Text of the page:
Kettlebells came on the national scene about a decade ago and on the local scene about six years ago. And there's good reason the iron orbs with handles are not a fad and have earned a permanent place in fitness clubs, studios and gyms.
Mike Fickling, co-owner of Progressive Fitness in West Ashley and a Russian Kettlebell Challenge-certified trainer, says the kettlebell is “unmatched for being an all-around efficient and effective training tool.”
“The thing about a kettlebell is that, if used properly, you can develop strength, power, flexibility, endurance, fat loss and performance at the same time,” says Fickling. “The efficiency of the bell is what is attractive to us, and more people are realizing that you can get a lot of benefits in a little amount of time.”
I can vouch for it.
Swing a kettlebell, using proper form and technique, for a minute and you will be gassed, sweating and, I might add, energized. And if you're just starting out, you might be sore deep in your glutes for days.
Long before CrossFit gyms sprang up across Charleston, Fickling and his business partner, David Drake, were seeing the fitness benefits of a piece of equipment associated with Russian strongmen of yesteryear, Soviet Union special forces and athletes in the 1970s.
They were among the first to come out of the blocks locally in using them, starting with a training session for their entire staff from an RKC trainer based out of Columbia. Fickling, and now Progressive's Annie Banks, are the only RKC trainers in the Charleston area, according to the website of RKC's parent company, Dragon Door.
Fickling says that learning how to use kettlebells properly, however, is not innate. All you need to do is to witness someone swinging a kettlebell to understand that the ballistic nature of the exercise has potential for danger.
“I see people in gyms using them as a dumbbell, but they are clearly not a dumbbell,” says Fickling. “They are an unbalanced load that is specifically designed to swing. ... It's a quick snap, explosive energy, but also with whip-like, relaxed tension. There are really no other lifts like it.”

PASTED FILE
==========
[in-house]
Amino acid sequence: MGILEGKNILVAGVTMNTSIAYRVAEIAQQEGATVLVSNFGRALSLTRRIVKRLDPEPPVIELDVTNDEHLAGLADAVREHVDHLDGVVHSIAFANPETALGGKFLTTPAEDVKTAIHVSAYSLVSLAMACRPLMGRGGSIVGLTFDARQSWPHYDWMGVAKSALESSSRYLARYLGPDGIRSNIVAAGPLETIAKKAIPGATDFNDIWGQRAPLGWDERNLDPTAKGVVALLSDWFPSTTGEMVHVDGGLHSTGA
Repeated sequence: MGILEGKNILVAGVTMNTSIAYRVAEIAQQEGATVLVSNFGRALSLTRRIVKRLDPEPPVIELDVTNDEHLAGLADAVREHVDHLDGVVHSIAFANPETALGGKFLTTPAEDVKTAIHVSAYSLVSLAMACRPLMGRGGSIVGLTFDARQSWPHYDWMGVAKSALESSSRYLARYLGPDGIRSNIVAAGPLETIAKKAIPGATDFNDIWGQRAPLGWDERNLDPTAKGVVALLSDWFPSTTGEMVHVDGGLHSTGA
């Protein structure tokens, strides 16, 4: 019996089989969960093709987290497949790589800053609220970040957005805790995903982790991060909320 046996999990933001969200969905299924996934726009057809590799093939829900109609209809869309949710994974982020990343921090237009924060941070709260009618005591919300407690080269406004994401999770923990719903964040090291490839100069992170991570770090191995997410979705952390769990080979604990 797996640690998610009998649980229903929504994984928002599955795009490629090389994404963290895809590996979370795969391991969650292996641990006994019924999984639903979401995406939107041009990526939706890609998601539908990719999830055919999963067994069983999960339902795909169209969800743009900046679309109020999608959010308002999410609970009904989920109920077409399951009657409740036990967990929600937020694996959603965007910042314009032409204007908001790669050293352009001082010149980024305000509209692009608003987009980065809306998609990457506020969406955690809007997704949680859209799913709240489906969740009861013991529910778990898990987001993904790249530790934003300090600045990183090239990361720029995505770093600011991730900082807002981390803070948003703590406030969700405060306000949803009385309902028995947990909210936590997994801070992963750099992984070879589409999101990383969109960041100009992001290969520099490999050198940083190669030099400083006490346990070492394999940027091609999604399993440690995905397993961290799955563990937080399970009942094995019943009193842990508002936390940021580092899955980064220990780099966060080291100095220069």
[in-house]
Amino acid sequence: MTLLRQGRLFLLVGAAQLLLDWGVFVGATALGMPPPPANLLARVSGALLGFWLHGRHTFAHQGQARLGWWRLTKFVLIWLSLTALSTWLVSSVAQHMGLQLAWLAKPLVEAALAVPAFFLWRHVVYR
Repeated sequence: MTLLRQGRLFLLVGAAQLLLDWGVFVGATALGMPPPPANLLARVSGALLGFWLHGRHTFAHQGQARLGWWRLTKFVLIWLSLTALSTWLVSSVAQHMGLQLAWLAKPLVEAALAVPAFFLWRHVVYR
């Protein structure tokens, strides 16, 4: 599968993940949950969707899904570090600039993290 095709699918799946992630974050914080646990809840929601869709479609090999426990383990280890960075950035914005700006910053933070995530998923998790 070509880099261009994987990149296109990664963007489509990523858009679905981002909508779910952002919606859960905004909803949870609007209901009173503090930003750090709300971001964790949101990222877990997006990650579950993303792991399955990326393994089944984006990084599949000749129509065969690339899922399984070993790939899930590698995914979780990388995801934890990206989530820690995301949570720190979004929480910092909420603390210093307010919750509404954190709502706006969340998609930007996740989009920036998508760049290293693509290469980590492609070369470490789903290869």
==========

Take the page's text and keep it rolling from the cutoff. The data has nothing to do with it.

While he recommends Pavel Tsatsouline's “Enter the Kettlebell!” book and Dragon Door DVDs, he says having an experienced trainer review the fitness level and past injuries, figure out a plan based on personal goals, and check for proper form would be a good idea.
And while the kettlebell has a ballistic side, it also has “a grind,” or exercises that are slow and heavy and aimed more at building strength.
In recent years, more emphasis has been placed on the importance of core strength.
For most people, core primarily means working the abdominals, which, as a result, can get stronger at the expense of other, even more important, muscles of the core.
“Most people work on their anterior channel, or their 'beach muscles,' ” says Fickling. “Kettlebells make you very strong in your posterior channel, the hamstrings and glutes, the muscle you see when people are walking away from you and the ones they don't see in the mirror. But the general population is very weak in their posterior channel.”
With the rise of kettlebell use in the United States, many sports medicine researchers have been studying the humble piece of equipment with mixed results.
In January 2010, the American College of Sports Medicine released the results of a study by University of Wisconsin-La Crosse comparing kettlebells with running on a treadmill and weightlifting for heart rate and oxygen consumption.
The 10 subjects, both males and females ranging in age from 29 to 46, were all experienced in using kettlebells, and performed a 20-minute workout.
Using oxygen consumption as a measure, researchers estimated calorie burn of the kettlebell workout at 20.2 calories per minute, which is equivalent to running a six-minute mile.
Wisconsin-LaCrosse researcher John Porcari said, “The only other thing (activity) I could find that burns more calories is cross-country skiing uphill at a fast pace.”
Reach David Quick at 937-5516 or email@example.com.